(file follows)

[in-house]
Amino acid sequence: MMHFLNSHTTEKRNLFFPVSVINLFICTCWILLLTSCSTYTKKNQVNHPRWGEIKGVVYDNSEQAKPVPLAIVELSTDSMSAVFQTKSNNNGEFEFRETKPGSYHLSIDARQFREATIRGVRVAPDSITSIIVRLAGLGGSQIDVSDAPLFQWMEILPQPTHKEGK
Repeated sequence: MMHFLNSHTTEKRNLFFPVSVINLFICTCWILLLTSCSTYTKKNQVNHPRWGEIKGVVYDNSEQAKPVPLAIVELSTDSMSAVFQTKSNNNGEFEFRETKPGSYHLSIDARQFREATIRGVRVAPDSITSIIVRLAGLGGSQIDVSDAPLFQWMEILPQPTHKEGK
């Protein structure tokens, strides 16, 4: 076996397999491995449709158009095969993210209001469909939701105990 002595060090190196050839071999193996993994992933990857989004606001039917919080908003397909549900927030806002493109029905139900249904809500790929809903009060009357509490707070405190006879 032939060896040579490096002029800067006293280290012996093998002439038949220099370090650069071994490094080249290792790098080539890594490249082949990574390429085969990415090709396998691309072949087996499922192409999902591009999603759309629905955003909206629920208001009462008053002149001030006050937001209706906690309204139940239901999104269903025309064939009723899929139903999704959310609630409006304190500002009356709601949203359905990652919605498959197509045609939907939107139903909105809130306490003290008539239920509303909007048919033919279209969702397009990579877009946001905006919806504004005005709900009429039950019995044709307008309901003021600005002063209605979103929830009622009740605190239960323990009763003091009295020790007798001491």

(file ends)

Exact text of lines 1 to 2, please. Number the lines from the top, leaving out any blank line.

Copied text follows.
[in-house]
Amino acid sequence: MMHFLNSHTTEKRNLFFPVSVINLFICTCWILLLTSCSTYTKKNQVNHPRWGEIKGVVYDNSEQAKPVPLAIVELSTDSMSAVFQTKSNNNGEFEFRETKPGSYHLSIDARQFREATIRGVRVAPDSITSIIVRLAGLGGSQIDVSDAPLFQWMEILPQPTHKEGK